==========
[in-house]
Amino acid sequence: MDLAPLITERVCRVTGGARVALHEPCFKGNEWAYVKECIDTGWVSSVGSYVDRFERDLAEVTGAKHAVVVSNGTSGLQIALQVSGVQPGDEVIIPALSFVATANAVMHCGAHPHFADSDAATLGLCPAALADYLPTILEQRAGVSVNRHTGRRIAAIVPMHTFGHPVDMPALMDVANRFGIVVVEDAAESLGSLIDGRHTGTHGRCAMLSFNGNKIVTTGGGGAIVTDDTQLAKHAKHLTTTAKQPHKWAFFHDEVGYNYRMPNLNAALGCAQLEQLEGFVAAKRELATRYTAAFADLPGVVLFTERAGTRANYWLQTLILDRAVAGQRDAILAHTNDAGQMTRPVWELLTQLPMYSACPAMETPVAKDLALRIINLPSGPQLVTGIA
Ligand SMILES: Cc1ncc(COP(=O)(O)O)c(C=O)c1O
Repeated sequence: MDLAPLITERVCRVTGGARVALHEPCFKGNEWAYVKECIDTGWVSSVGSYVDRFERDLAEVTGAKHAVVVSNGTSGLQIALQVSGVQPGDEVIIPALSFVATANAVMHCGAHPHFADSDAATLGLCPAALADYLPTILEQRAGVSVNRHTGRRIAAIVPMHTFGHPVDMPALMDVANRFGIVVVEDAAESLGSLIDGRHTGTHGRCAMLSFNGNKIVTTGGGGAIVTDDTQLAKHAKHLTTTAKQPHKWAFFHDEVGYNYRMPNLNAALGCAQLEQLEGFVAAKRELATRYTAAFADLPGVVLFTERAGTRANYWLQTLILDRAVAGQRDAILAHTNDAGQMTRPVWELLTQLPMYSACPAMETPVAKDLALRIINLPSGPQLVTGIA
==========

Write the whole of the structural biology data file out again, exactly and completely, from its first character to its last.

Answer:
[in-house]
Amino acid sequence: MDLAPLITERVCRVTGGARVALHEPCFKGNEWAYVKECIDTGWVSSVGSYVDRFERDLAEVTGAKHAVVVSNGTSGLQIALQVSGVQPGDEVIIPALSFVATANAVMHCGAHPHFADSDAATLGLCPAALADYLPTILEQRAGVSVNRHTGRRIAAIVPMHTFGHPVDMPALMDVANRFGIVVVEDAAESLGSLIDGRHTGTHGRCAMLSFNGNKIVTTGGGGAIVTDDTQLAKHAKHLTTTAKQPHKWAFFHDEVGYNYRMPNLNAALGCAQLEQLEGFVAAKRELATRYTAAFADLPGVVLFTERAGTRANYWLQTLILDRAVAGQRDAILAHTNDAGQMTRPVWELLTQLPMYSACPAMETPVAKDLALRIINLPSGPQLVTGIA
Ligand SMILES: Cc1ncc(COP(=O)(O)O)c(C=O)c1O
Repeated sequence: MDLAPLITERVCRVTGGARVALHEPCFKGNEWAYVKECIDTGWVSSVGSYVDRFERDLAEVTGAKHAVVVSNGTSGLQIALQVSGVQPGDEVIIPALSFVATANAVMHCGAHPHFADSDAATLGLCPAALADYLPTILEQRAGVSVNRHTGRRIAAIVPMHTFGHPVDMPALMDVANRFGIVVVEDAAESLGSLIDGRHTGTHGRCAMLSFNGNKIVTTGGGGAIVTDDTQLAKHAKHLTTTAKQPHKWAFFHDEVGYNYRMPNLNAALGCAQLEQLEGFVAAKRELATRYTAAFADLPGVVLFTERAGTRANYWLQTLILDRAVAGQRDAILAHTNDAGQMTRPVWELLTQLPMYSACPAMETPVAKDLALRIINLPSGPQLVTGIA